23. he took—rather "he had taken." This statement is accounting for his acquisition of so large a territory; he got it by right of conquest from the former possessors.Kenath—This place, along with its group of surrounding villages, was gained by Nobah, one of Jair's officers sent by him to capture it (Nu 32:1, 2). All these belonged to the sons of Machir—In their number Jair is included as having completely identified himself by his marriage and residence in Gilead with the tribe of Manasseh.
24. Caleb-ephratah—so called from uniting the names of husband and wife (1Ch 2:19), and supposed to be the same as was afterwards called Beth-lehem-ephratah.Ashur, the father of Tekoa— (2Sa 14:2-4). He is called the father, either from his being the first founder, or perhaps the ruler, of the city.
34. Sheshan had no sons, but daughters—either he had no sons alive at his death, or his family consisted wholly of daughters, of whom Ahlai (1Ch 2:31) was one, she being specially mentioned on account of the domestic relations about to be noted.
35. Sheshan gave his daughter to Jarha his servant to wife—The adoption and marriage of a foreign slave in the family where he is serving, is far from being a rare or extraordinary occurrence in Eastern countries. It is thought, however, by some to have been a connection not sanctioned by the law of Moses [MICHAELIS]. But this is not a well-founded objection, as the history of the Jews furnishes not a few examples of foreign proselytes in the same manner obtaining an inheritance in Israel; and doubtless Jarha had previously embraced the Jewish faith in place of the grovelling idolatries of his native Egypt. In such a case, therefore, there could be no legal difficulty. Being a foreign slave, he had no inheritance in a different tribe to injure by this connection; while his marriage with Sheshan's daughter led to his adoption into the tribe of Judah, as well as his becoming heir of the family property.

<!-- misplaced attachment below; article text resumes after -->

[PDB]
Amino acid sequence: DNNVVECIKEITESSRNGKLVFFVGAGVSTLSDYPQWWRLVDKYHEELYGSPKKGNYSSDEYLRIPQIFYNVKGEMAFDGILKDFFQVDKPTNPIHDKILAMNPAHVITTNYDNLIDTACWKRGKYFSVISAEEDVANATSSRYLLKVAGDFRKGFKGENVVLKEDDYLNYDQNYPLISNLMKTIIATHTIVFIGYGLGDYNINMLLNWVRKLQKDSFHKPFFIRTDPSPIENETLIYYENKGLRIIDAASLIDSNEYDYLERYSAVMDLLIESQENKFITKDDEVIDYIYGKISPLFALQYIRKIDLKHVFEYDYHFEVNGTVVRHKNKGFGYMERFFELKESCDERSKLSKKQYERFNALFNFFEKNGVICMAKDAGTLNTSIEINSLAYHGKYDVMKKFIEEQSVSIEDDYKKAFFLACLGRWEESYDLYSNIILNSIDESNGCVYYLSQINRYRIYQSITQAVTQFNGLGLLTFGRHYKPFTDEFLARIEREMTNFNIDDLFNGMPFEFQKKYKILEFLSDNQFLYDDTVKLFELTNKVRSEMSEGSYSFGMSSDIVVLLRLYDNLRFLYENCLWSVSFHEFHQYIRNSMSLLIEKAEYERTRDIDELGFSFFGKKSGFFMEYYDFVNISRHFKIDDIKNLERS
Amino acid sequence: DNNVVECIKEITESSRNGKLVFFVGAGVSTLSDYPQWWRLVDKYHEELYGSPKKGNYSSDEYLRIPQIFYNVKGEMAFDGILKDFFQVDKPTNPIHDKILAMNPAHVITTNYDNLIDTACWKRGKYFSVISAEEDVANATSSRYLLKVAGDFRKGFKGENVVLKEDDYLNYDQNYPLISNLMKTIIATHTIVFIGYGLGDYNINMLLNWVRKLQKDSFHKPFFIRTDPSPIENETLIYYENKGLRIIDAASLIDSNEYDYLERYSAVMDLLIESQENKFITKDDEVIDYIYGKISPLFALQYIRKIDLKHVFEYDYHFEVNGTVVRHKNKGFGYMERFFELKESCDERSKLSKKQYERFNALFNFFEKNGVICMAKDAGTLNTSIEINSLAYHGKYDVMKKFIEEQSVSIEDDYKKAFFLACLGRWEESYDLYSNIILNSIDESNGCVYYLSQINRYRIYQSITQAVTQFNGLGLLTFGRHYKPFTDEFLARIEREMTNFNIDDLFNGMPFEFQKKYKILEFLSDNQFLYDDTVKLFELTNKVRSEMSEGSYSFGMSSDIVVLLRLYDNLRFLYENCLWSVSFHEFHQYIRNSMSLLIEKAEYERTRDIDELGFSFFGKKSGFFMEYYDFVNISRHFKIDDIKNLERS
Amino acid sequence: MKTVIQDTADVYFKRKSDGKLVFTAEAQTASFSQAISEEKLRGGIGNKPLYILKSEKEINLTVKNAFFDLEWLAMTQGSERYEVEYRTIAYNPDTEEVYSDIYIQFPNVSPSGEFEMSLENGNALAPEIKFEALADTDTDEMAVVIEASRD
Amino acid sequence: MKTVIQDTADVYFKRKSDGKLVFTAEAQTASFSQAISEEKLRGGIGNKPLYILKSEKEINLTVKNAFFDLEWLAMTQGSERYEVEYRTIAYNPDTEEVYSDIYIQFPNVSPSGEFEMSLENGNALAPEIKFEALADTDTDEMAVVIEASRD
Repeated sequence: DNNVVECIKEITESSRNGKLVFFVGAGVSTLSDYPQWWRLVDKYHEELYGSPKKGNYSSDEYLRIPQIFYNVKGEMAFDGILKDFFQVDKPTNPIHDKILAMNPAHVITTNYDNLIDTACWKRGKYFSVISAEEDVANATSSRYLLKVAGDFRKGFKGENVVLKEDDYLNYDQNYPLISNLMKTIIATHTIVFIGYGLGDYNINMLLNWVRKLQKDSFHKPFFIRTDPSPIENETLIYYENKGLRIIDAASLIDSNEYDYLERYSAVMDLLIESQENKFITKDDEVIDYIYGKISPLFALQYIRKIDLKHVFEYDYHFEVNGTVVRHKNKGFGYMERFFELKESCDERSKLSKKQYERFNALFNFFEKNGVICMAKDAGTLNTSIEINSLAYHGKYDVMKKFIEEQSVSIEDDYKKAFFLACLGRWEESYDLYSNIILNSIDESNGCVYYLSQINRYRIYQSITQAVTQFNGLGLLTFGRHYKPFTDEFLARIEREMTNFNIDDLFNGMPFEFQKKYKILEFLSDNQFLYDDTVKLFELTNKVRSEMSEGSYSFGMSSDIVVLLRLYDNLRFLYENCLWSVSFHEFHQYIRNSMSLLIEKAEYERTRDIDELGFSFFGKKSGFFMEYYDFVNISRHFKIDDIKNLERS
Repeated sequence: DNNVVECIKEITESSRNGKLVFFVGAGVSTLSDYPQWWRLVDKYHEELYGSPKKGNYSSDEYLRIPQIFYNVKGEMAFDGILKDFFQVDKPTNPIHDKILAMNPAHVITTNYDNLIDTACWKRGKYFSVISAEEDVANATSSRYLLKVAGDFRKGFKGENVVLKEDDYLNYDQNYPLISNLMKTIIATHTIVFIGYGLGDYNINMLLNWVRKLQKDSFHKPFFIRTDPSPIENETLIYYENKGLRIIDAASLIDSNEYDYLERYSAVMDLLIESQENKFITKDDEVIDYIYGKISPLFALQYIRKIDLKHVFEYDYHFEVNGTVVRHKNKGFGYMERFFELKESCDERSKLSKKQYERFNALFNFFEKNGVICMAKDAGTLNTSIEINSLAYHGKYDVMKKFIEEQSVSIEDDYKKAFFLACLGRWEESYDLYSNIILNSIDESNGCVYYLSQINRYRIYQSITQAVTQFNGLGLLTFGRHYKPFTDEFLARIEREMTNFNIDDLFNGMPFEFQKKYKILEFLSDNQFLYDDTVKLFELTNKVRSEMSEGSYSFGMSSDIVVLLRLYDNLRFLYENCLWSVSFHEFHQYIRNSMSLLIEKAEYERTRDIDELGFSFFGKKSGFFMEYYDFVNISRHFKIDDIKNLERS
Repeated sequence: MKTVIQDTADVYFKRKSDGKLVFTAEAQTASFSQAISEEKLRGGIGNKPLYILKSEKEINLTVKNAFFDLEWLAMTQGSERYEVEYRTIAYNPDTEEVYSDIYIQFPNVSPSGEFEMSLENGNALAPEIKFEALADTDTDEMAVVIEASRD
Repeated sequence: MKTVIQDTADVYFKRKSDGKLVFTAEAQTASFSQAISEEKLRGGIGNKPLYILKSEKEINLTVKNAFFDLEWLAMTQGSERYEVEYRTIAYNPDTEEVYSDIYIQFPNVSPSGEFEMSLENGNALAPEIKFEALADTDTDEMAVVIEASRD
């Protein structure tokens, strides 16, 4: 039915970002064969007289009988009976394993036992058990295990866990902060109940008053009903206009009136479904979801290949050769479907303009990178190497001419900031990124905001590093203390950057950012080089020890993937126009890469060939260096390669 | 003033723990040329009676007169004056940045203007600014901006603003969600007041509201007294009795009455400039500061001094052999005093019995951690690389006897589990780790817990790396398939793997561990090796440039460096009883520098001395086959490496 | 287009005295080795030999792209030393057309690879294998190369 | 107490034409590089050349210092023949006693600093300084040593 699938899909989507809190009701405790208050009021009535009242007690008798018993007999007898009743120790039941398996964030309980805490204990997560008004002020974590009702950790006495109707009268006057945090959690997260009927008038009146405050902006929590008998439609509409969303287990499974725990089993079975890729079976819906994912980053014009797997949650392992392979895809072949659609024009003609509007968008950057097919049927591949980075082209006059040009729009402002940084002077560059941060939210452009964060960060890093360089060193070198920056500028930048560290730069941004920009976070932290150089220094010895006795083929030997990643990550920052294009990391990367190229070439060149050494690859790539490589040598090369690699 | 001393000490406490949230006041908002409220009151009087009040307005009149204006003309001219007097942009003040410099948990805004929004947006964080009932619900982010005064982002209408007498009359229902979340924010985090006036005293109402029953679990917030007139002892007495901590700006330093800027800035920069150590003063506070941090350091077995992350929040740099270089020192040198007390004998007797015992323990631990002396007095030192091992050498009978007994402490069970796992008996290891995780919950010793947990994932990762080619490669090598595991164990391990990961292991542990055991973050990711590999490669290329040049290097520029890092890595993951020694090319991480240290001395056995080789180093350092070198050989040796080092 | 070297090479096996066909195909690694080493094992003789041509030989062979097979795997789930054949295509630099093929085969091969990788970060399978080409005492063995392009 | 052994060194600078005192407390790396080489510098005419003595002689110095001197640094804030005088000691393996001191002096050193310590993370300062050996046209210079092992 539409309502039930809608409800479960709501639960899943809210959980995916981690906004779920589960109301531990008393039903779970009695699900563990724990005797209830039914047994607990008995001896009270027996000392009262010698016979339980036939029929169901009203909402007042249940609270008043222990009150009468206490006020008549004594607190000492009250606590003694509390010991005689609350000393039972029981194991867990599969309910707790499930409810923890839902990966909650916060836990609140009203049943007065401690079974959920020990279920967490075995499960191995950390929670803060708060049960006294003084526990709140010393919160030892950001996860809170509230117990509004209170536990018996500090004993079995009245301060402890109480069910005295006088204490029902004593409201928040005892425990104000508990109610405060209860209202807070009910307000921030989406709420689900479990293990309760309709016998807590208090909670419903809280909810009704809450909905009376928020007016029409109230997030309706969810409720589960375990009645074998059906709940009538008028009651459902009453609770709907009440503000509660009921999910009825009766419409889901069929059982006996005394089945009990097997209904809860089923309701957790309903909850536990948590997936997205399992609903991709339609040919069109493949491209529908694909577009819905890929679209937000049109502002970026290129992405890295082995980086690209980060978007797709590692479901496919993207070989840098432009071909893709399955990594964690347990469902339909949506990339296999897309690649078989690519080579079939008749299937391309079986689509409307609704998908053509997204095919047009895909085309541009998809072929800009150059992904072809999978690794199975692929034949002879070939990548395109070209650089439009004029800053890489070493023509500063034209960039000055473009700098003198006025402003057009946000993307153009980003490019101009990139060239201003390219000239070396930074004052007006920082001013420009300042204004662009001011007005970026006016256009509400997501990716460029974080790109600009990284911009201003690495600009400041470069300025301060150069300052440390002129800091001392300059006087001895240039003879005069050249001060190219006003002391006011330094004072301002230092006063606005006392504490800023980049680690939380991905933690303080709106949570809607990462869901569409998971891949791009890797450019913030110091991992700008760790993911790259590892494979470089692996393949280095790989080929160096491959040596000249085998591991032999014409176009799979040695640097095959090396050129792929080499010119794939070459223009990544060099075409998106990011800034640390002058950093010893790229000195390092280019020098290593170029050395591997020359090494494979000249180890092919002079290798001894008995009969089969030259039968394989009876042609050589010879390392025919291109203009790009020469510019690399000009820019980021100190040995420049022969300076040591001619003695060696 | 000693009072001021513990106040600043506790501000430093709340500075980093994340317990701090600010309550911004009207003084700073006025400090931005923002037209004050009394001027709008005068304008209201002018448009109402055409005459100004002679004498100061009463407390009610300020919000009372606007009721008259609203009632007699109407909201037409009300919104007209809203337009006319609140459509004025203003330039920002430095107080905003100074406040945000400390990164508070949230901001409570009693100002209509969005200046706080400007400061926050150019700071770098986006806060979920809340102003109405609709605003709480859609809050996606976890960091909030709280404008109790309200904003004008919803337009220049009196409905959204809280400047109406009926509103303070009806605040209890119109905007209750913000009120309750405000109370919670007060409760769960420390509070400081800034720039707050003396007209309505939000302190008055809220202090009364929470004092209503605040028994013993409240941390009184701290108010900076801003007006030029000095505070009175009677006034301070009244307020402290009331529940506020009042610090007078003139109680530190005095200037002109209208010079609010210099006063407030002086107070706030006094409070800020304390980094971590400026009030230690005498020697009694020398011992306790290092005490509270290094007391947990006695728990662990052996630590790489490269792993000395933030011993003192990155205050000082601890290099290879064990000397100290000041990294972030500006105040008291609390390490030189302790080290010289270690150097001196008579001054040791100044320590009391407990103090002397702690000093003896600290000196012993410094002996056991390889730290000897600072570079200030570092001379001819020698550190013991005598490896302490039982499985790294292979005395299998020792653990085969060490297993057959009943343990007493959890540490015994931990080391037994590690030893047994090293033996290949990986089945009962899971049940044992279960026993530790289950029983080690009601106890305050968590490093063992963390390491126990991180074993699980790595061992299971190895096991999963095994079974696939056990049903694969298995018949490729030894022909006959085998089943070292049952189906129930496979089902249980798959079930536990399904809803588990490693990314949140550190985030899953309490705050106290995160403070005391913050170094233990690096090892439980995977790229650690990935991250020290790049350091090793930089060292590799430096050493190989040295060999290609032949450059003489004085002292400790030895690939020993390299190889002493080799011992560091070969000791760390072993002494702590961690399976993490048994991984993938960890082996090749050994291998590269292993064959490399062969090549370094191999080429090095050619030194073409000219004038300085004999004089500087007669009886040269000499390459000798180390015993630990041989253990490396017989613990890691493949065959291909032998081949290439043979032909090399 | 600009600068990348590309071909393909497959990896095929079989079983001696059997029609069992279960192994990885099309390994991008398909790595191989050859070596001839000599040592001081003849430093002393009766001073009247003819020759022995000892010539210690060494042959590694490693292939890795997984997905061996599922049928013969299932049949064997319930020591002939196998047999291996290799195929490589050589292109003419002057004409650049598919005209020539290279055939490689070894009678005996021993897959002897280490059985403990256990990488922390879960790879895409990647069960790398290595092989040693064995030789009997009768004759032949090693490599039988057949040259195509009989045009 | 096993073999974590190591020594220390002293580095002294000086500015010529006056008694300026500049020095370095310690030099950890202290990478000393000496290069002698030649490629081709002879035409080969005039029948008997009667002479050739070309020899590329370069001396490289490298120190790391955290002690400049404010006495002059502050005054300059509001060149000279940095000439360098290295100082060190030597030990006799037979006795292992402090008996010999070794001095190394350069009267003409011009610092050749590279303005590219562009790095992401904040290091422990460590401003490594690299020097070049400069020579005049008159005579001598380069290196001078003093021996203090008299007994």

42. the sons of Caleb—(compare 1Ch 2:18, 25). The sons here noticed were the fruit of his union with a third wife.
55. the families of the scribes—either civil or ecclesiastical officers of the Kenite origin, who are here classed with the tribe of Judah, not as being descended from it, but as dwelling within its territory, and in a measure incorporated with its people.Jabez—a place in Judah (1Ch 4:9). Kenites that came of Hemath—who settled in Judah, and were thus distinguished from another division of the Kenite clan which dwelt in Manasseh (Jud 4:11).